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I need to make an Ajax call and have the response update a child of the DOM element that was clicked to trigger the event. Sample HTML:

<div class="divClass">
  <p class="pClass1">1</p>
  <p class="pClass2">Some text.</p>
</div>
<div class="divClass">
  <p class="pClass1">2</p>
  <p class="pClass2">Some text.</p>
</div>
<div class="divClass">
  <p class="pClass1">3</p>
  <p class="pClass2">Some text.</p>
</div>

Sample javascript code:

$(document).ready(function(){
    $(".divClass").each(
        function(e) {
            $(this).attr('divValue', $('p.pClass1', this).text());
            $('p.pClass1', this).text('?');

            $(this).click(function(e) {
                e.preventDefault();

                $.ajax({
                    type: "POST",
                    url: "ajax.php",
                    data: "val=" + $(this).attr('divValue'),
                    success: function(msg) {
                        myData = JSON.parse(msg);
                        $('p.pClass1', this).html(myData.results[0]); // problem exists here
                    }
                });
            });
        }
    );
});

On the problem line "this" refers to the Ajax response object. I do not know how to retain the "this" context of a few lines above so I can update its contents with the response of the Ajax call.

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2 Answers 2

up vote 3 down vote accepted

With a closure!

$(document).ready(function(){
    $(".divClass").each(
        function(e) {
            $(this).attr('divValue', $('p.pClass1', this).text());
            $('p.pClass1', this).text('?');

            $(this).click(function(e) {
                e.preventDefault();

                // Store 'this' locally so it can be closed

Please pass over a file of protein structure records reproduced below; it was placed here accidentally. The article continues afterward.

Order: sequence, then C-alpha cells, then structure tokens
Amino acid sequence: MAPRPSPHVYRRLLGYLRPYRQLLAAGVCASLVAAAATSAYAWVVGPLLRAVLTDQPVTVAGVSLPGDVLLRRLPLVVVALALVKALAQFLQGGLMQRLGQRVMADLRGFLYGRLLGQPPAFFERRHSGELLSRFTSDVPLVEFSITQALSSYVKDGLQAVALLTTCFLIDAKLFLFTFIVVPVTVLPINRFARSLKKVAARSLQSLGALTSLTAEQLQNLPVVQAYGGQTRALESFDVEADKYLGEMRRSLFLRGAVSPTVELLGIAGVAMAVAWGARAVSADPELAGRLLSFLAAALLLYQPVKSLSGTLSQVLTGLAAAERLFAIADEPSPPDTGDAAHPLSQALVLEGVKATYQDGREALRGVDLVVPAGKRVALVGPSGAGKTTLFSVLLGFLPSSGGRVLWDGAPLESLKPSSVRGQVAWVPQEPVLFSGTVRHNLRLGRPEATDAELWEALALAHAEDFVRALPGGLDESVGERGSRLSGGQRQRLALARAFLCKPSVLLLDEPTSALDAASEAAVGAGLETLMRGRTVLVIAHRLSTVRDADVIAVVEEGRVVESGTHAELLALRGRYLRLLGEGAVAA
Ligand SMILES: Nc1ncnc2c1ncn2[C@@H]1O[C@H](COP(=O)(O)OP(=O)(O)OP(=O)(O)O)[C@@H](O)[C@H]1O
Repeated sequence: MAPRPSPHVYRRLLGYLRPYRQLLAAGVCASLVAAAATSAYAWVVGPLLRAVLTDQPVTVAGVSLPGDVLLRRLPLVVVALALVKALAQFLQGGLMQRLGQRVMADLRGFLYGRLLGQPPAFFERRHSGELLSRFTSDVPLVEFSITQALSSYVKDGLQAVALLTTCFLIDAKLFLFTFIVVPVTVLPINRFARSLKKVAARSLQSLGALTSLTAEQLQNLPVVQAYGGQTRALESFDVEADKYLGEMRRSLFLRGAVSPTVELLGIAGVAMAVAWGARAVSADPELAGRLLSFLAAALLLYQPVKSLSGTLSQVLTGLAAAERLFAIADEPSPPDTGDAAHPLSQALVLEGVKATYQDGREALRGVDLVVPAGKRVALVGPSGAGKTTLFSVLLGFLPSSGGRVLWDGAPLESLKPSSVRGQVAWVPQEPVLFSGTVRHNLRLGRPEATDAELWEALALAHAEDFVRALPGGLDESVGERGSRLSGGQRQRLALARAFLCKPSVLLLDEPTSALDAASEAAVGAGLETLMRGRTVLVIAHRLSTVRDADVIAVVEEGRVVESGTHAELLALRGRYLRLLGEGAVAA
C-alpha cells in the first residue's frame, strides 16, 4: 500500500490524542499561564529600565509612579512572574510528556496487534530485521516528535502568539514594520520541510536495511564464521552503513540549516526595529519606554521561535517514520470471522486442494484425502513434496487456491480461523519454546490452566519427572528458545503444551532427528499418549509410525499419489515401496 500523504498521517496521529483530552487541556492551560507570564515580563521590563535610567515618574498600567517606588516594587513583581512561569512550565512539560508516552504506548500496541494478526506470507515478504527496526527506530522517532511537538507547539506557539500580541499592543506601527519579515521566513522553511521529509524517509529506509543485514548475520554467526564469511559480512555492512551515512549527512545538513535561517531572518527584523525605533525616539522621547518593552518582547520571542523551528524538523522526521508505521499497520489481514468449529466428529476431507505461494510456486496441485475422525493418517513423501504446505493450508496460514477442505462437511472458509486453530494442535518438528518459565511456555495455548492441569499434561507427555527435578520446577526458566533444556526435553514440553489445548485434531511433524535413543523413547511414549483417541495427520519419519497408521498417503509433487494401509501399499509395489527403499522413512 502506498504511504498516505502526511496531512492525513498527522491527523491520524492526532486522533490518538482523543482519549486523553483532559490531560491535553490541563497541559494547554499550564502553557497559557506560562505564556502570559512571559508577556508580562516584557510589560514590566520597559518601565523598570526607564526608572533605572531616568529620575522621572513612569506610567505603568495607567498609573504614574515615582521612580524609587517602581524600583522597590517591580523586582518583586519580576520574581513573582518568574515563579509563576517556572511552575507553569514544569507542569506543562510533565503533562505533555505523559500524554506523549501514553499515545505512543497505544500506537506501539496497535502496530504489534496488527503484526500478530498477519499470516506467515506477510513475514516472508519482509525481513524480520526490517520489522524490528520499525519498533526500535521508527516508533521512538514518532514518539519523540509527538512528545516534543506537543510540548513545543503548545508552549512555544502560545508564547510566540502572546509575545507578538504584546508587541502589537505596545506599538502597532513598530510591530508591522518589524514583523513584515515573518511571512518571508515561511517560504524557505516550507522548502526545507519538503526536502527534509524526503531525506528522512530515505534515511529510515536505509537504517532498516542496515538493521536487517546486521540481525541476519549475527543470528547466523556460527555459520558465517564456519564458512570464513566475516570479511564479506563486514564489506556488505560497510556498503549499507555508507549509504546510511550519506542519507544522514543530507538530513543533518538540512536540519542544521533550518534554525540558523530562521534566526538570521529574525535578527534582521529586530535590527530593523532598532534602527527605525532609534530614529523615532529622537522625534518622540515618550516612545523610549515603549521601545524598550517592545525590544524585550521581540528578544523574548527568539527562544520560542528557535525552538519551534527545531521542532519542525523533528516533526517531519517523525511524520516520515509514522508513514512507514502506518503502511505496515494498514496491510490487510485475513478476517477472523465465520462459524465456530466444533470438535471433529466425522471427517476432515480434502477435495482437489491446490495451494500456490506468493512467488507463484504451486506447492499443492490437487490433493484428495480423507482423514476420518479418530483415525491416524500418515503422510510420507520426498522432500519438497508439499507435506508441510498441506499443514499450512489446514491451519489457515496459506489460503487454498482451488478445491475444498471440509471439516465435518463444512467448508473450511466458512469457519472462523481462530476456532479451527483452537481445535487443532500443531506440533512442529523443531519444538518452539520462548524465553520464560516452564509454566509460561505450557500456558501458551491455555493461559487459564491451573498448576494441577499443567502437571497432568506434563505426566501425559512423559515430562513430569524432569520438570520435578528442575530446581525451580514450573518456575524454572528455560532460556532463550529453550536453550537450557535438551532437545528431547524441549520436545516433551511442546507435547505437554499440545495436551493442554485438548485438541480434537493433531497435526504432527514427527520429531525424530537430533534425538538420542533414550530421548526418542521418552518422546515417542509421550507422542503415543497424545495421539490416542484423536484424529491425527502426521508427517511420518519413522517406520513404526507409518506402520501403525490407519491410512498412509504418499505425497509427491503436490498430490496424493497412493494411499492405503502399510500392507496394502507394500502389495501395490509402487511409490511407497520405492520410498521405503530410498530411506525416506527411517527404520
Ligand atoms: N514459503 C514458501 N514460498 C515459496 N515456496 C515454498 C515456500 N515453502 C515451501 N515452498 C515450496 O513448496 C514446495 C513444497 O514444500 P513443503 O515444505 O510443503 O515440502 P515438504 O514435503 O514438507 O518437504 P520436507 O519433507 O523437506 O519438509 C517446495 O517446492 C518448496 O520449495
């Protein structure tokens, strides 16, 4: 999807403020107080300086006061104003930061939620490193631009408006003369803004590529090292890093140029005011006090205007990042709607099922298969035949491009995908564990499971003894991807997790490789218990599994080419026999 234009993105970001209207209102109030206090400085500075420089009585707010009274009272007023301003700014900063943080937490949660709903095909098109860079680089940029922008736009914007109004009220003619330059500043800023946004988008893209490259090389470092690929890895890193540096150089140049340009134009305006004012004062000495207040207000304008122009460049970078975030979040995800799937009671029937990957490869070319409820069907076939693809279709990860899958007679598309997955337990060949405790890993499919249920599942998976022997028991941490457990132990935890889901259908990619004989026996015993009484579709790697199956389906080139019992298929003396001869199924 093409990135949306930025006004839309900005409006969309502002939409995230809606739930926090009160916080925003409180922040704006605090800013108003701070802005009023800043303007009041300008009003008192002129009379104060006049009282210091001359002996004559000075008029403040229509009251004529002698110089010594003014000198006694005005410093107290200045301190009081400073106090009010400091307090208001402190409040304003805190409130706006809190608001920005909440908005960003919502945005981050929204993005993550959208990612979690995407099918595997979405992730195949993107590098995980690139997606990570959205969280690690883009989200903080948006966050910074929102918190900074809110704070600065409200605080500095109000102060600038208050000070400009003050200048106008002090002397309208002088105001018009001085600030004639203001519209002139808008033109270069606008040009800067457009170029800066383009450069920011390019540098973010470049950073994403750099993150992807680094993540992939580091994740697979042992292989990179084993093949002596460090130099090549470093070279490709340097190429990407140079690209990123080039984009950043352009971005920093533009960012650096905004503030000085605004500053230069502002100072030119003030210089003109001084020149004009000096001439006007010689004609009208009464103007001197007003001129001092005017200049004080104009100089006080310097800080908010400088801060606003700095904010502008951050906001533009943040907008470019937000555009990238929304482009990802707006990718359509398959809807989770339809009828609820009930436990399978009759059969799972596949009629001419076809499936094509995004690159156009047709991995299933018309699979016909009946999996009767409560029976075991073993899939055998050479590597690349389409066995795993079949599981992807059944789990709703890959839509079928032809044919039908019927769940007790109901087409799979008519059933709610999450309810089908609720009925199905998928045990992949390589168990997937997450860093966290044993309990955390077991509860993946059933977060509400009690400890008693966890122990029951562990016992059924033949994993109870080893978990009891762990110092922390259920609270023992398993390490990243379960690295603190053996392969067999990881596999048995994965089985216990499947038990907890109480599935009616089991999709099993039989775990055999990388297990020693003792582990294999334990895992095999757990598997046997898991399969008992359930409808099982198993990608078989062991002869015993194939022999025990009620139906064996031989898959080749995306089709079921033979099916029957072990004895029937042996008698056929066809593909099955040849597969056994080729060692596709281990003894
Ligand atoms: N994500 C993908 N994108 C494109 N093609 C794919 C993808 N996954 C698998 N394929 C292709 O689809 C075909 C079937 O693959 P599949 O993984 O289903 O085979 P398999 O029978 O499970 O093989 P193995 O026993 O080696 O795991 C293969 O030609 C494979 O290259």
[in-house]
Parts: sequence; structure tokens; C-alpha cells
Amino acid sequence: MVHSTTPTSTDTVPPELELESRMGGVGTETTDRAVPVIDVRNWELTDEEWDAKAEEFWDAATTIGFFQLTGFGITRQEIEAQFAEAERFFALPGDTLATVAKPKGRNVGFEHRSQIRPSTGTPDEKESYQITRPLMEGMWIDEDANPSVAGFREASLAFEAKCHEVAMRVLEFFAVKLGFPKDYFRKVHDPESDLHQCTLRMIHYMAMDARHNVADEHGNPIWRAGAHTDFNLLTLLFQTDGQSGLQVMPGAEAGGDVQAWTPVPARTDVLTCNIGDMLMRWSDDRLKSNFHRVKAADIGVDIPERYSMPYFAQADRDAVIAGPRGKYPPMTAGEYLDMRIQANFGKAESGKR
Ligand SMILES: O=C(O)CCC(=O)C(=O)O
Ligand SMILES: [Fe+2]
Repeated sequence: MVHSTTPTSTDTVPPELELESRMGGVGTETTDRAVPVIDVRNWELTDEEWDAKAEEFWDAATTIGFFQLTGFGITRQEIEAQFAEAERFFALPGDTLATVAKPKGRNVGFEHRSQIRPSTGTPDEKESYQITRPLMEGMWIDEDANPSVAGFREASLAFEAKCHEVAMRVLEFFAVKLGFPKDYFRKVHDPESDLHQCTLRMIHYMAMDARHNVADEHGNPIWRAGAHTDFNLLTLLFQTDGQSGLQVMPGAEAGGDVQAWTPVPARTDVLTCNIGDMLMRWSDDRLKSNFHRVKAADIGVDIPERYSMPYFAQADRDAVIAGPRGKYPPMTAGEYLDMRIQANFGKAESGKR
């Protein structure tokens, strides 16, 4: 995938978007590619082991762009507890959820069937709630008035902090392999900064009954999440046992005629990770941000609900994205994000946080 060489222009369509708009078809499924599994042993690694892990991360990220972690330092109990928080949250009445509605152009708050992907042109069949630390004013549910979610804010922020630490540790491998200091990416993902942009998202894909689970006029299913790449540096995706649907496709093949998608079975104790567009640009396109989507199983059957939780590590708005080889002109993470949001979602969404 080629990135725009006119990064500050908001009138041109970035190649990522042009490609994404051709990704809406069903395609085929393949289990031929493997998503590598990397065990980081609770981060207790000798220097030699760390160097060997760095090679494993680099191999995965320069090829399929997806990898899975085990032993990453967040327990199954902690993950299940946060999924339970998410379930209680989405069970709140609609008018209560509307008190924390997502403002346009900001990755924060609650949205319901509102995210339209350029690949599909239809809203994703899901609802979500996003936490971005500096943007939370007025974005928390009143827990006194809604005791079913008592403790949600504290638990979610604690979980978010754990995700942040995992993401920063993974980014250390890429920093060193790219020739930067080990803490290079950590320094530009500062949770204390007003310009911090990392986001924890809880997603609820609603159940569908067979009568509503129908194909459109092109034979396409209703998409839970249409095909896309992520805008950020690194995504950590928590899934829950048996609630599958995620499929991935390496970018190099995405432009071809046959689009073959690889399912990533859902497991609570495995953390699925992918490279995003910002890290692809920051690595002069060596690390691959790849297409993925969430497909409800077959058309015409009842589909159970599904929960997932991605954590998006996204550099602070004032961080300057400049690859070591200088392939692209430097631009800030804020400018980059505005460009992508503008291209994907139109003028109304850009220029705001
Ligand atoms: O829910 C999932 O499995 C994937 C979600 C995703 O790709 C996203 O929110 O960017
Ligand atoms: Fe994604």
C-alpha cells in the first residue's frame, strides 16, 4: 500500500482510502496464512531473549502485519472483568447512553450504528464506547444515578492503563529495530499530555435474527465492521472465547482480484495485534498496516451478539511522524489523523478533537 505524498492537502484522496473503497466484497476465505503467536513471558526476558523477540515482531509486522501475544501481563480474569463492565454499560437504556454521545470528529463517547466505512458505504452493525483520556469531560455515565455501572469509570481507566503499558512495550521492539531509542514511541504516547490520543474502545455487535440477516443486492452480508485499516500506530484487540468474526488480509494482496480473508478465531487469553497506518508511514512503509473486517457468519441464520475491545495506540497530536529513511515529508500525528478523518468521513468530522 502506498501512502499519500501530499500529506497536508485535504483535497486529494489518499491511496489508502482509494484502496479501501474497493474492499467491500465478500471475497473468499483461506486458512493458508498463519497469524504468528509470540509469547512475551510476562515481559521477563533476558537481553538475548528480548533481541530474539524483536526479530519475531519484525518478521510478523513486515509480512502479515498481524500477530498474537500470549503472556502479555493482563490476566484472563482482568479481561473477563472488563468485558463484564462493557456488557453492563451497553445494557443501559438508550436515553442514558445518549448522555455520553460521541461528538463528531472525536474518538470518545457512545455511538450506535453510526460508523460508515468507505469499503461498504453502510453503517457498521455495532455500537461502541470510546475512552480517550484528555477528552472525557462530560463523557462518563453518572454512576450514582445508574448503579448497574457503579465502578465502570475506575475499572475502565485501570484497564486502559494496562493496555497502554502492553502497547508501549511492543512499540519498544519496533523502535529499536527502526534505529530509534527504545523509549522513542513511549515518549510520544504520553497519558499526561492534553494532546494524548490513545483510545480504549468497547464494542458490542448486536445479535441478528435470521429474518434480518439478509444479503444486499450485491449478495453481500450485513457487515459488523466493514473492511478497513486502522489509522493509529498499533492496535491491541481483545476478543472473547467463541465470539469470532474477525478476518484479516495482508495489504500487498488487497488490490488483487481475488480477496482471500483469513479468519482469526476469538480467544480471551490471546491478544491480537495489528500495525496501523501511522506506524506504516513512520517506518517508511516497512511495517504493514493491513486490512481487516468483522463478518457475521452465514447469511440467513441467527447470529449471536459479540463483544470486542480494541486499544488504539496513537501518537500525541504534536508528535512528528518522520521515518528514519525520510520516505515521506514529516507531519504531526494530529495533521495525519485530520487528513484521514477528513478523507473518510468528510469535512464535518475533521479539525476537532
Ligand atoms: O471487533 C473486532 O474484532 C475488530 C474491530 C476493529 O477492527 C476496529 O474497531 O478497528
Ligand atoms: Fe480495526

// by the function scope below
                var self = this;

                $.ajax({
                    type: "POST",
                    url: "ajax.php",
                    data: "val=" + $(this).attr('divValue'),
                    success: function(msg) {
                        myData = JSON.parse(msg);

                        // Now used your closed variable here
                        $('p.pClass1', self).html(myData.results[0]); // problem exists here
                    }
                });
            });
        }
    );
});
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This is exactly what I was missing. So simple, thanks. –  Michael Nov 17 '09 at 20:56
1  
Don't forget to add a "var" before the "myData = ..." part to prevent it from being declared as a global variable. Also, if you provide the $.ajax() function with a "datatype: 'json'" parameter, you won't have to use JSON.parse to parse the results. –  antti_s Nov 17 '09 at 23:39
var self = this;
$.ajax({ ..., success: function (msg) { ... $('p.pClass1', self) ... } ...
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